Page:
6. Sell to the MAN (Money, Authority, Need)
In other words, you need to be selling to the real decision maker. Obviously the MAN is often a woman. The point is that unless you happen to recruit HR people, you should be targeting the line manager instead of Human Resources.
Avoid going through HR if at all possible. The line manager is usually more receptive to your approaches for two reasons. Firstly, she is the one with the staffing problem, and presumably is more motivated to find a solution. Secondly, she doesn’t usually care about the PSL and will often let you in the back-door. If you build a good relationship with the line manager, and come up with the right candidates, she can insist on interviewing your people and get the offer pushed through. Once you’ve got a proven track record, you can re-approach HR to look at their broader recruitment needs. Remember, it’s easier to beg forgiveness than to ask permission!
7. The Trojan Horse
Even if you’re getting knocked back, try specking in a star candidate. A top-calibre candidate can be a powerful door-opener. And it’s much easier to win the battle once you’re already inside the fortress. Let me give you a real example from my own experience. I used to recruit software salespeople, and I was determined to break into Oracle. Their Recruitment Manager in London told me they had a strict Preferred Suppliers List and they would not consider CVs from any company that was not on the list. I refused to give up and went directly to the Regional Sales Director in Edinburgh where I am based. He admitted that he was always looking for good salespeople, and agreed to meet me. However, he warned me that he already had a good relationship with two of my competitors and was happy with their service. Undeterred I met him in order to start building the relationship. Then I simply kept contacting him with good candidates. Eventually I struck gold with a candidate I was representing exclusively.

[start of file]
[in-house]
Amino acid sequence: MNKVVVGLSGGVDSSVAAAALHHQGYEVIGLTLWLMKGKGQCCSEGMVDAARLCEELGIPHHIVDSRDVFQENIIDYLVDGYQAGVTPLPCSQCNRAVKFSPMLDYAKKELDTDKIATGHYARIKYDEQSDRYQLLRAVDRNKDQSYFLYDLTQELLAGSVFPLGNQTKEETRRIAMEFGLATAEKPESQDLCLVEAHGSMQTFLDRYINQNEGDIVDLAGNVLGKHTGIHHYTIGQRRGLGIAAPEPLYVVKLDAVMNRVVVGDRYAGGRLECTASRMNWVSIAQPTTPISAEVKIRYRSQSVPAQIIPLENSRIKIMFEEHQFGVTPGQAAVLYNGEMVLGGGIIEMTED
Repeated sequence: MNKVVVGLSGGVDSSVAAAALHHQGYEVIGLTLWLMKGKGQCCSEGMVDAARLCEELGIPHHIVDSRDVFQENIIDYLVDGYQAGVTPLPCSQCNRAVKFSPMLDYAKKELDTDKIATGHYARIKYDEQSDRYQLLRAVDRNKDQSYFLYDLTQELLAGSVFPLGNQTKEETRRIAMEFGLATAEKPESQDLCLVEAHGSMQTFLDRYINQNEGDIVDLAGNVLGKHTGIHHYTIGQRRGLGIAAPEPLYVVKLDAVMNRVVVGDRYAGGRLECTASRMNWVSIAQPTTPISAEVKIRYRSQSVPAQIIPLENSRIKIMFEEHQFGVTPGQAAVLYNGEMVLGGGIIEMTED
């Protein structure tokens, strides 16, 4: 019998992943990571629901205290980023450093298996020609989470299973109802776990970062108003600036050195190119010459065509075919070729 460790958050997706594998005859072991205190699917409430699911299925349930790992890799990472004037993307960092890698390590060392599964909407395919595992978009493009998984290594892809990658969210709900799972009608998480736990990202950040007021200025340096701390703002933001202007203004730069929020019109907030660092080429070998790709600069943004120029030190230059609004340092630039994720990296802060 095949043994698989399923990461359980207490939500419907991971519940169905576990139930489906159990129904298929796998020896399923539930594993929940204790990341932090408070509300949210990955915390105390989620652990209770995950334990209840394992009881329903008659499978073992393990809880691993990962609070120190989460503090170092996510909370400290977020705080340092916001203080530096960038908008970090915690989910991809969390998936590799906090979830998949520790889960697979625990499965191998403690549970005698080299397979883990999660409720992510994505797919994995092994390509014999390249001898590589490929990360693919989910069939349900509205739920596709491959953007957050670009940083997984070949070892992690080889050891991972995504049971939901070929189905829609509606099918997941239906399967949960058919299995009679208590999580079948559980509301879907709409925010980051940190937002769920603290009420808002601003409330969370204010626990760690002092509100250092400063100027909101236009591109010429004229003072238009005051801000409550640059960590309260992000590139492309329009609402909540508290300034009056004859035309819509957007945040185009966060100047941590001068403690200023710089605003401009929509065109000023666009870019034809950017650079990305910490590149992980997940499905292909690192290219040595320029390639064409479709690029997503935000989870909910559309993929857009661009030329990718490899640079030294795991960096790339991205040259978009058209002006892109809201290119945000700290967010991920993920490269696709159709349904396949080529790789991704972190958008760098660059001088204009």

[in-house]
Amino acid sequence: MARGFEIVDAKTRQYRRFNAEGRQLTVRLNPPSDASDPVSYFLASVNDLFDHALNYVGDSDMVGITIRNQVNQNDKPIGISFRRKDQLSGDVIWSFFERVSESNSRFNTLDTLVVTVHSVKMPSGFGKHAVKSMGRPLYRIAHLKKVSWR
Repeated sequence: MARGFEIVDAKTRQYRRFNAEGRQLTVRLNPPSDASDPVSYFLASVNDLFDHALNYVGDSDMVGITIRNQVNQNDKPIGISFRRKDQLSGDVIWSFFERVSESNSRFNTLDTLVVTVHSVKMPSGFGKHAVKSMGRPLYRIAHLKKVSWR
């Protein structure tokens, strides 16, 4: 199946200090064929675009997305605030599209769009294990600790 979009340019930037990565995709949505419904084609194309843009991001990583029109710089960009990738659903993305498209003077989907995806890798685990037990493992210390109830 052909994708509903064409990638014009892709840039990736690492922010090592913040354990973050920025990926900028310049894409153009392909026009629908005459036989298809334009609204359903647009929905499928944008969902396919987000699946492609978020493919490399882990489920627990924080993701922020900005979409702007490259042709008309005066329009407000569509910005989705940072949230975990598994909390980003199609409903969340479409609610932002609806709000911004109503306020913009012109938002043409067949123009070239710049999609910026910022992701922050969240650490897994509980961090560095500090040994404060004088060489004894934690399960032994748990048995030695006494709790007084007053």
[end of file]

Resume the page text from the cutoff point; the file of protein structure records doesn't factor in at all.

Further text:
He was an eCRM sales specialist within the Insurance and Banking sector, which was a niche that Oracle was keen to develop. I made a £13,000 fee (20% of £65,000) and the recruitment department was forced to put me on the PSL, which opened up new opportunities for my colleagues in our IT recruitment division.
So the next time a client tells you they have a PSL, don’t give up – get excited. If they have a PSL it probably means they spend a lot of money on recruitment. And with a bit of persistence, you could get a slice of the action!
For more information about training and coaching, please call Mark’s personal assistant Julie today on 0800 019 8899. International enquires dial +44 131 664 8064.